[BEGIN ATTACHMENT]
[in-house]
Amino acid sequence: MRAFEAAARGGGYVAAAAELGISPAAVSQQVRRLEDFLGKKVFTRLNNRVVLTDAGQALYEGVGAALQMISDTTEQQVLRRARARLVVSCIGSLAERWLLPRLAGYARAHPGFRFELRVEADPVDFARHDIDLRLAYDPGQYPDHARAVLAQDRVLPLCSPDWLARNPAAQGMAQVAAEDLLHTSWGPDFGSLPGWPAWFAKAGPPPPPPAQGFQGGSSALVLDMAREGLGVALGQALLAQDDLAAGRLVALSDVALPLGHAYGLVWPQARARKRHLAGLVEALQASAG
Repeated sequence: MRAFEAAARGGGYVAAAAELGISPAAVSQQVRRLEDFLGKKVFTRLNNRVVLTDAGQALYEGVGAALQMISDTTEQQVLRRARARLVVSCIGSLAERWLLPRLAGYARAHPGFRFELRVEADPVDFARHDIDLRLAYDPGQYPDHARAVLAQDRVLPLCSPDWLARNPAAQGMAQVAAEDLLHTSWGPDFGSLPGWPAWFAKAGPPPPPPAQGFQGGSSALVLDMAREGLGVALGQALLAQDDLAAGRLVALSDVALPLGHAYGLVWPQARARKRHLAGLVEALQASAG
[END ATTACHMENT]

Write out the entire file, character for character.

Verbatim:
[in-house]
Amino acid sequence: MRAFEAAARGGGYVAAAAELGISPAAVSQQVRRLEDFLGKKVFTRLNNRVVLTDAGQALYEGVGAALQMISDTTEQQVLRRARARLVVSCIGSLAERWLLPRLAGYARAHPGFRFELRVEADPVDFARHDIDLRLAYDPGQYPDHARAVLAQDRVLPLCSPDWLARNPAAQGMAQVAAEDLLHTSWGPDFGSLPGWPAWFAKAGPPPPPPAQGFQGGSSALVLDMAREGLGVALGQALLAQDDLAAGRLVALSDVALPLGHAYGLVWPQARARKRHLAGLVEALQASAG
Repeated sequence: MRAFEAAARGGGYVAAAAELGISPAAVSQQVRRLEDFLGKKVFTRLNNRVVLTDAGQALYEGVGAALQMISDTTEQQVLRRARARLVVSCIGSLAERWLLPRLAGYARAHPGFRFELRVEADPVDFARHDIDLRLAYDPGQYPDHARAVLAQDRVLPLCSPDWLARNPAAQGMAQVAAEDLLHTSWGPDFGSLPGWPAWFAKAGPPPPPPAQGFQGGSSALVLDMAREGLGVALGQALLAQDDLAAGRLVALSDVALPLGHAYGLVWPQARARKRHLAGLVEALQASAG